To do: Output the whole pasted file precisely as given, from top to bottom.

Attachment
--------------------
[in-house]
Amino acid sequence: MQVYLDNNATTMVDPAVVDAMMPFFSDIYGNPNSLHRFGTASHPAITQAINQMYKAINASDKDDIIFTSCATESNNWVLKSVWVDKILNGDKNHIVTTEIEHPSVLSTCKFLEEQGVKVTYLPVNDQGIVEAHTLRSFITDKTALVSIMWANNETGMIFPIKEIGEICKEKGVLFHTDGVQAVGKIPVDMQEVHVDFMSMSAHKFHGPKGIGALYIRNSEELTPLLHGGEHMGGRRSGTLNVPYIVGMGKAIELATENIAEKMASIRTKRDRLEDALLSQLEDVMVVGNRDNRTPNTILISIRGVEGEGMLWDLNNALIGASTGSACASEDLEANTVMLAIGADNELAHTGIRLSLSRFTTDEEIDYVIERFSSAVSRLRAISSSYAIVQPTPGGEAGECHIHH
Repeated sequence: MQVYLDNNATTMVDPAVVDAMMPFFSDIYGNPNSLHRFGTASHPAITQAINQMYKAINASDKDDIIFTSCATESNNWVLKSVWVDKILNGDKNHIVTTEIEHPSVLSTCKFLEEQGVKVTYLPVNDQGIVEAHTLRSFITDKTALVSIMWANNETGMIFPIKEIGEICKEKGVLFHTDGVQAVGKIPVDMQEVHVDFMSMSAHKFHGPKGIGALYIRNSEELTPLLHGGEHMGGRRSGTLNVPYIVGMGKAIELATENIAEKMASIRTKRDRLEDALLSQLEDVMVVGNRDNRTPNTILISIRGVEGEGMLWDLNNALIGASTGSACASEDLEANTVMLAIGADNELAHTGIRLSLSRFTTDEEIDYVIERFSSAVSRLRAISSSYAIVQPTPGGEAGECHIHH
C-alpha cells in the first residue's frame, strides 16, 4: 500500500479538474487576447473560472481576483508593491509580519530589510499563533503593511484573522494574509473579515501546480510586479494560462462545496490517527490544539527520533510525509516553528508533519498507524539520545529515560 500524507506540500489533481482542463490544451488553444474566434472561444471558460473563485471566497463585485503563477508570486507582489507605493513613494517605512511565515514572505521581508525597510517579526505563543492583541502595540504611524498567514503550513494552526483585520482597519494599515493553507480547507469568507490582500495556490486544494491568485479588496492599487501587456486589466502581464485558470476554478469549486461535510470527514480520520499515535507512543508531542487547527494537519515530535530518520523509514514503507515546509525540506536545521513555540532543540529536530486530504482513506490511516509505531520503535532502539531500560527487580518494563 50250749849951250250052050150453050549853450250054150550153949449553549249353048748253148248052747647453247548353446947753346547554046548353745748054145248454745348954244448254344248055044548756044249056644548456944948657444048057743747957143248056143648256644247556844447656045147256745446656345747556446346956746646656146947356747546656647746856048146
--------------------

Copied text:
[in-house]
Amino acid sequence: MQVYLDNNATTMVDPAVVDAMMPFFSDIYGNPNSLHRFGTASHPAITQAINQMYKAINASDKDDIIFTSCATESNNWVLKSVWVDKILNGDKNHIVTTEIEHPSVLSTCKFLEEQGVKVTYLPVNDQGIVEAHTLRSFITDKTALVSIMWANNETGMIFPIKEIGEICKEKGVLFHTDGVQAVGKIPVDMQEVHVDFMSMSAHKFHGPKGIGALYIRNSEELTPLLHGGEHMGGRRSGTLNVPYIVGMGKAIELATENIAEKMASIRTKRDRLEDALLSQLEDVMVVGNRDNRTPNTILISIRGVEGEGMLWDLNNALIGASTGSACASEDLEANTVMLAIGADNELAHTGIRLSLSRFTTDEEIDYVIERFSSAVSRLRAISSSYAIVQPTPGGEAGECHIHH
Repeated sequence: MQVYLDNNATTMVDPAVVDAMMPFFSDIYGNPNSLHRFGTASHPAITQAINQMYKAINASDKDDIIFTSCATESNNWVLKSVWVDKILNGDKNHIVTTEIEHPSVLSTCKFLEEQGVKVTYLPVNDQGIVEAHTLRSFITDKTALVSIMWANNETGMIFPIKEIGEICKEKGVLFHTDGVQAVGKIPVDMQEVHVDFMSMSAHKFHGPKGIGALYIRNSEELTPLLHGGEHMGGRRSGTLNVPYIVGMGKAIELATENIAEKMASIRTKRDRLEDALLSQLEDVMVVGNRDNRTPNTILISIRGVEGEGMLWDLNNALIGASTGSACASEDLEANTVMLAIGADNELAHTGIRLSLSRFTTDEEIDYVIERFSSAVSRLRAISSSYAIVQPTPGGEAGECHIHH
C-alpha cells in the first residue's frame, strides 16, 4: 500500500479538474487576447473560472481576483508593491509580519530589510499563533503593511484573522494574509473579515501546480510586479494560462462545496490517527490544539527520533510525509516553528508533519498507524539520545529515560 500524507506540500489533481482542463490544451488553444474566434472561444471558460473563485471566497463585485503563477508570486507582489507605493513613494517605512511565515514572505521581508525597510517579526505563543492583541502595540504611524498567514503550513494552526483585520482597519494599515493553507480547507469568507490582500495556490486544494491568485479588496492599487501587456486589466502581464485558470476554478469549486461535510470527514480520520499515535507512543508531542487547527494537519515530535530518520523509514514503507515546509525540506536545521513555540532543540529536530486530504482513506490511516509505531520503535532502539531500560527487580518494563 50250749849951250250052050150453050549853450250054150550153949449553549249353048748253148248052747647453247548353446947753346547554046548353745748054145248454745348954244448254344248055044548756044249056644548456944948657444048057743747957143248056143648256644247556844447656045147256745446656345747556446346956746646656146947356747546656647746856048146